What was the problem?
Information and communications technology (IT) has long been, to quote an LSE report, the ‘bad boy in the boardroom.’ Often perceived as too technical or too strategically insignificant, IT for many years failed to grab the attention of organisational executives, who dismissed it as a commodity to be purchased or outsourced.
However, the IT field has changed dramatically in recent years, not least because of rapid advances in software, hardware and networking technologies. As a result, IT is potentially a more powerful organisational tool, and a more complicated one. Yet the ways in which IT can serve organisations are poorly understood.
What did we do?
In 2006 the Information Technology Innovation practice of the global firm PA Consulting Group engaged LSE to conduct state-of-the-art research into information services. Beyond furthering knowledge in IT innovation, this five-year project had two purposes: to innovate PA Consulting’s business offerings in IT consulting, and to offer new insights to the company’s associates.
The research was led by Carsten Sørensen, Associate Professor of Information Systems and Innovation in LSE’s Department of Management. Since the mid-1980s one of his strands of research had been concerned with understanding the diverse ways that information services support organisational innovation. His collaborator in the core applied research between 2001 and 2008 was Professor Lars Mathiassen, Co-Founder of the Center for Process Innovation at Georgia State University.
The research focused initially on the diversity of IT services and technologies that had become available and the ways in which they offered organisations the potential to closely tailor IT needs for internal and external clients.
Sørensen broadly divided this potential into several areas, focusing on the ability of broad-ranging IT strategy to maximise an organisation’s ability to standardise processes, connections, information and shared material. His research also highlighted the important distinction between IT support for developing new business versus support for ongoing relationships with customers and partners, and how to use IT to more effectively work with the growing ranks of mobile professionals.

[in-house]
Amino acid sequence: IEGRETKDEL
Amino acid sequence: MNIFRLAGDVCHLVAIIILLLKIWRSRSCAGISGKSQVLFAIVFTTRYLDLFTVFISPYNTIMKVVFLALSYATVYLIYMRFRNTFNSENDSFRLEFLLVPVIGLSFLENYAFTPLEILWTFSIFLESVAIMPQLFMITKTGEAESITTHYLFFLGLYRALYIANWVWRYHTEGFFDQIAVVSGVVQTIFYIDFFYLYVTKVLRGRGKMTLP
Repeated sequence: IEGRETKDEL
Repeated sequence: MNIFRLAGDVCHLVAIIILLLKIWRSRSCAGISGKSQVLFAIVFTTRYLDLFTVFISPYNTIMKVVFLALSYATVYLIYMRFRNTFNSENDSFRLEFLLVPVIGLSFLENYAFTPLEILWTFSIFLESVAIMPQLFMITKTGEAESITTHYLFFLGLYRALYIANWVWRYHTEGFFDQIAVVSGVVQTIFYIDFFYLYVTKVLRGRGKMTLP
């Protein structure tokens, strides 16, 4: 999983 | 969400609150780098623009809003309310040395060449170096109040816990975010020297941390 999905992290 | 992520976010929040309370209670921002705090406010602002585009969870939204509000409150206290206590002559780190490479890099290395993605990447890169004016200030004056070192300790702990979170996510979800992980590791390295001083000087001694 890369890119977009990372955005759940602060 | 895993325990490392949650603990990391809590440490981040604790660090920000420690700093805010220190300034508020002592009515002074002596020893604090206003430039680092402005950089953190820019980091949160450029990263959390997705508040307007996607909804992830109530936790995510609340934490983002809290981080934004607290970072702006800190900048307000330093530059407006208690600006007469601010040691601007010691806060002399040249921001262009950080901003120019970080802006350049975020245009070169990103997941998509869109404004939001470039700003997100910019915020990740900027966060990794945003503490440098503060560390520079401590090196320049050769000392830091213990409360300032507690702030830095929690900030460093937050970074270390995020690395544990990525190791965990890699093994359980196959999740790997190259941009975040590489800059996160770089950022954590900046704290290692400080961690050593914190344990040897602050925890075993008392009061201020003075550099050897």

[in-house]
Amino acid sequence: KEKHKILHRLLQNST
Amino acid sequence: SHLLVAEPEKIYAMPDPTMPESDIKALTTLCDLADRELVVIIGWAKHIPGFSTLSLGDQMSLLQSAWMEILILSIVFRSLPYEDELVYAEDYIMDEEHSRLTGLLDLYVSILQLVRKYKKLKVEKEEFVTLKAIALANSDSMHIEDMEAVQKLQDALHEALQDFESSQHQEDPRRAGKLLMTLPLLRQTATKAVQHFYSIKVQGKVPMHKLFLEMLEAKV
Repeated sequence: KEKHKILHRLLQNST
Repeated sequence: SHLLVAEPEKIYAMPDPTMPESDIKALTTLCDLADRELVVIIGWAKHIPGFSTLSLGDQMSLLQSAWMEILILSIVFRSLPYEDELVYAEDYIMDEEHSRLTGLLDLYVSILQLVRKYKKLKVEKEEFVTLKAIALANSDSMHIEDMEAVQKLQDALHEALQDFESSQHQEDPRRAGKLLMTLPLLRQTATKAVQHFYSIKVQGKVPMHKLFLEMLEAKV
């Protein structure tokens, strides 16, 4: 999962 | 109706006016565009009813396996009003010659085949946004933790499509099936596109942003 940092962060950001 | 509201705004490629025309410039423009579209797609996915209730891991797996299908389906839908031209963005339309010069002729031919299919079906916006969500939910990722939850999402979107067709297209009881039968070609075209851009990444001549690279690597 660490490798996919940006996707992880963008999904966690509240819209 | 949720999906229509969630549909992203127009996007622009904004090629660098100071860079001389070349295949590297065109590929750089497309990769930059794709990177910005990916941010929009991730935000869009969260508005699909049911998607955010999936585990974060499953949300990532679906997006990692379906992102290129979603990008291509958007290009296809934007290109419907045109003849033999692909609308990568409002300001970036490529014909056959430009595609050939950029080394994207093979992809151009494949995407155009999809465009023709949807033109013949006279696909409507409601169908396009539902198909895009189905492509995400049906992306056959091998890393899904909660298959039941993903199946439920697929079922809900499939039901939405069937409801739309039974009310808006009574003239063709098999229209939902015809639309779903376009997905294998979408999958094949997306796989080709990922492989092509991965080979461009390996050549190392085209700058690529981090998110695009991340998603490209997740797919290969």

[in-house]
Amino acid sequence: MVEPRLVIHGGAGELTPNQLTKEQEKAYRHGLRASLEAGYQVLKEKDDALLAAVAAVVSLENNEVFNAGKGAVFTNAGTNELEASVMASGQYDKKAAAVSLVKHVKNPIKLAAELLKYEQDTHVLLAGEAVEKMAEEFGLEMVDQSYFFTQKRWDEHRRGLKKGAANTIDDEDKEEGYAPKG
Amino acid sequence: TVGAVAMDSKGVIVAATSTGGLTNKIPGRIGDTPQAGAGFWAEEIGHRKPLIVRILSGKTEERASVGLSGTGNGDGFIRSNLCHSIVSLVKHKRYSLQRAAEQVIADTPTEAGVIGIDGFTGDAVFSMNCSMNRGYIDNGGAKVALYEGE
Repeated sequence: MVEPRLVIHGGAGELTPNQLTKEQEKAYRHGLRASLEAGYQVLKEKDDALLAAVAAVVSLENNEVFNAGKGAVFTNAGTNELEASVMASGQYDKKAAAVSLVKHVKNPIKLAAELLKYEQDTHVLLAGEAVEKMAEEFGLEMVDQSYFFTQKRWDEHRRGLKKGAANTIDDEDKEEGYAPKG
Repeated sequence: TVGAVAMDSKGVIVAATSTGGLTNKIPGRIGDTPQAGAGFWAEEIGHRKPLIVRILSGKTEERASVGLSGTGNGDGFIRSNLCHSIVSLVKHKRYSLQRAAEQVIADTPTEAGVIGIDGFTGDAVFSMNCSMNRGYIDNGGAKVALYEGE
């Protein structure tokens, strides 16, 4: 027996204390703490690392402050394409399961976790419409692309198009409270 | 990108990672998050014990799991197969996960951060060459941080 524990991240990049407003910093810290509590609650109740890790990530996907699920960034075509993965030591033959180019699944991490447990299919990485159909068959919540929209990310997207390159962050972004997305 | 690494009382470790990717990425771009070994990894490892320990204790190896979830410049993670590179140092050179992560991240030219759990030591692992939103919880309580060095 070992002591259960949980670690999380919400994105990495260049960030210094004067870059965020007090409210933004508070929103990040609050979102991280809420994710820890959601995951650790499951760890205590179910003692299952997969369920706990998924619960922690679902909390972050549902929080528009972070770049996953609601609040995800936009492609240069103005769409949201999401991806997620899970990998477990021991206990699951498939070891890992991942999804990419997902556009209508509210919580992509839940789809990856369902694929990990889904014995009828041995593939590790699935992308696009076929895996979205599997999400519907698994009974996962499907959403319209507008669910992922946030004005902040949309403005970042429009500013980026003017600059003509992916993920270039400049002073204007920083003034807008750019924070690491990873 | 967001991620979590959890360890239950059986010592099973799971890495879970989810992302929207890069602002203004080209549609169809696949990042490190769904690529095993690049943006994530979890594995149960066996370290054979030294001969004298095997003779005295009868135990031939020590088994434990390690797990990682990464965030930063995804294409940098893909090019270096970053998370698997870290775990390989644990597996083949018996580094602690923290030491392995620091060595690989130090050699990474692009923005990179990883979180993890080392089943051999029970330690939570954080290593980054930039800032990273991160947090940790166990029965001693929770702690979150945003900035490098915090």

The research was presented in a series of four reports, the first of which broadly explored the business needs for understanding diverse IT services as a source of ideas for innovation. The remaining three reports detailed the power of IT to better grasp the needs of customers, and the potential for highly-automated and self-service tools to deliver highly personalised services relationships at a low cost to customers and business partners.
In a series of publications, meetings, consultations and lectures, Sørensen identified a number of key areas where PA Consulting might offer its clients more innovative uses of IT.
Initial meetings between Sørensen and representatives from PA Consulting Group scoped the process of translating the research into impact. These were followed by a series of discussions and interviews with business leaders to further explore the potential for practical impact of the research, including a CIO workshop. Sørensen engaged in close collaboration with a small group from PA Consulting in order to flesh out the business potential of the research findings, with this work happening most intensely from 2006 to 2008.
Sørensen’s work had a direct impact on PA Consulting’s business strategies and discussions, and the company used the insights from the research as the basis for a number of roundtable discussions with senior executives and at large-scale client networking events. In 2013 Sørensen was a panellist at PA Consulting’s annual Innovation Event, which showcased the company’s products, ideas and services for current and potential clients and focused on the positive aspects of ‘disruptive’ technological change.
According to a senior manager in PA Consulting, the impact is continuing: “The research projects helped to shape PA's own thinking and provided insights that are still used within the company today to help us to understand the scope and impact of technological innovation and how it transforms the workplace”.
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